I've got my commuter set up right now with a 46x34 double and a 12-30 cassette. I use the 34-30 gear for the hill up to my house, which gets as steep as 20% at one point. For everything else on my commute I can use the 46T ring, so for commuting I would expect that your 46x12-30 gearing plan work work out unless you've got any major hills. I think a 42T ring would work too, though you'd start to spin out around 26 mph with that.
As for chain control, there's a company in Tualatin that makes very basic outer ring chain guards at a good price. You can check them out at http://www.bbgbashguard.com/. I used one of their chain guards this year and am entirely happy with it. On the inside I used an N Gear Chain Stop (http://www.universalcycles.com/shopping/product_details.php?id=1806&category=54). I dropped my chain in the first race in which I used it, but I think that was because I set it up with too much clearance. I closed the gap a bit after that and haven't dropped the chain in nine races since then.
12-11-11, 07:18 PM
I'm thinking of doing the same thing. I've had trouble shifting on the front and ended up (quite successfully) using the 46 for the initial sprint, and then dropping to the 36 for the rest of the race. I too end up in the bottom end of the cluster for most of the race, but am planning on working on that during the off-season. I'm not sure the weight penalty of a double ring setup is worth it, so I'm thinking of going for a single 42t CR with a K-edge chain-catcher/bash-guard setup. I'm running a 12-27 rear cluster, but may look into a 12-28instead. Salsa does this gear ratio cluster stock on their Chili Con Crosso. If I have trouble in training, I'll swap it for a smaller chainring / bashguard combo. At least I won't have the shifting problems from this season.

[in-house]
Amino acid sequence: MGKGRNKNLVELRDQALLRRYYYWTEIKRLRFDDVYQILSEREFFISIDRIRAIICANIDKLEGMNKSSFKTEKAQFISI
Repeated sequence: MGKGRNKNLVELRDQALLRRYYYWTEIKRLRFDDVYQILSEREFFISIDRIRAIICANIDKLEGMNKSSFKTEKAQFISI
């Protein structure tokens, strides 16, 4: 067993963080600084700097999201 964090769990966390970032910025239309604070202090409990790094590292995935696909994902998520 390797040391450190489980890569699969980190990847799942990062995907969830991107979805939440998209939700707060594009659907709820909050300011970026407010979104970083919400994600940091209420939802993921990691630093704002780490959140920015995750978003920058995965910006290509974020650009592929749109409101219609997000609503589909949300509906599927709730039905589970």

12-19-11, 10:34 PM
First off BB-Bashguard is the way to go. I ran 1 x 9 for two seasons and tried multiple combos.
What ended up working best was 44 in front with an 11-32 in the back. I ran a short cage xt derailleur. The bigger jumps in the back worked well for me because it reduced the multiple shifts.
I used a JumpStop chain guard for the inside. Which are priced great and a super company to deal with. Highly recommend.
This gearing can also be used (and I did) for fast group road rides (just add slicks), commuting and training.
If it were soley C-X racing, I may step down to a 36t ring for more clearance. I only spun out my 36/11 once this year (at Ranier) and I was honestly pretty freaked out by the whole thing.
BTW, don't expect any weight savings over a 2x setup unless you do something really different. I ran a single barend with CaneCreek levers and it was a little lighter than as setup with my SRAM Rival.
Hope that helps.
12-20-11, 02:31 AM
hill too steep?, shoulder the bike and run,you will probably pass
people trying to pedal up it.
12-20-11, 11:30 AM
I too have done this on my cyclocross/commuter. A single 43T up front and a 11-36 with a long cage derailleur on the rear. So far it's really working well for me. There are some big jumps in the cassette, but it doesn't really bother me in this particular application.
12-20-11, 12:41 PM
I used to run a 43 - 12-27 and that was fine. Anything lower gears in a cross race just get off and run. The paul chain guide is nice but you can still drop your chain from the underside. Nothing beats the inner outer chain guard combo.
Of course the other option is to just keep the double and only use one ring ;)